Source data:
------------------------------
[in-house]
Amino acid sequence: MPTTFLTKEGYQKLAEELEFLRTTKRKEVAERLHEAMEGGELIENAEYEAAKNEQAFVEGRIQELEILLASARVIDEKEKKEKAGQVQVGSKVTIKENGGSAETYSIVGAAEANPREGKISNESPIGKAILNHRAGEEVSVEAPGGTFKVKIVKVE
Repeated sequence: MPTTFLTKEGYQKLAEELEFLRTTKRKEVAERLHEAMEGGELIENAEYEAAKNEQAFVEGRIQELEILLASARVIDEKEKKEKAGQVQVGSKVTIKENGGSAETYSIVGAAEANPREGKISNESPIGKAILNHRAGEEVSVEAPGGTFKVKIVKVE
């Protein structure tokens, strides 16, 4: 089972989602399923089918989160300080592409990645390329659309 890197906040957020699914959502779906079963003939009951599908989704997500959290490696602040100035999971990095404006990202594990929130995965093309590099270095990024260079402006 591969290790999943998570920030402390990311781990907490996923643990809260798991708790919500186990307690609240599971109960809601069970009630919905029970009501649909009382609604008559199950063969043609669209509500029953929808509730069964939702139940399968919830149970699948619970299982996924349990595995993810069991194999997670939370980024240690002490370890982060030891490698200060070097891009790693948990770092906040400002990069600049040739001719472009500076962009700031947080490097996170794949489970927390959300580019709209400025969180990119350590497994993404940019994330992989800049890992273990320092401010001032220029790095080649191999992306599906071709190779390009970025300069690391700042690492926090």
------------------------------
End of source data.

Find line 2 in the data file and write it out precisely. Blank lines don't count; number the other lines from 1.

Amino acid sequence: MPTTFLTKEGYQKLAEELEFLRTTKRKEVAERLHEAMEGGELIENAEYEAAKNEQAFVEGRIQELEILLASARVIDEKEKKEKAGQVQVGSKVTIKENGGSAETYSIVGAAEANPREGKISNESPIGKAILNHRAGEEVSVEAPGGTFKVKIVKVE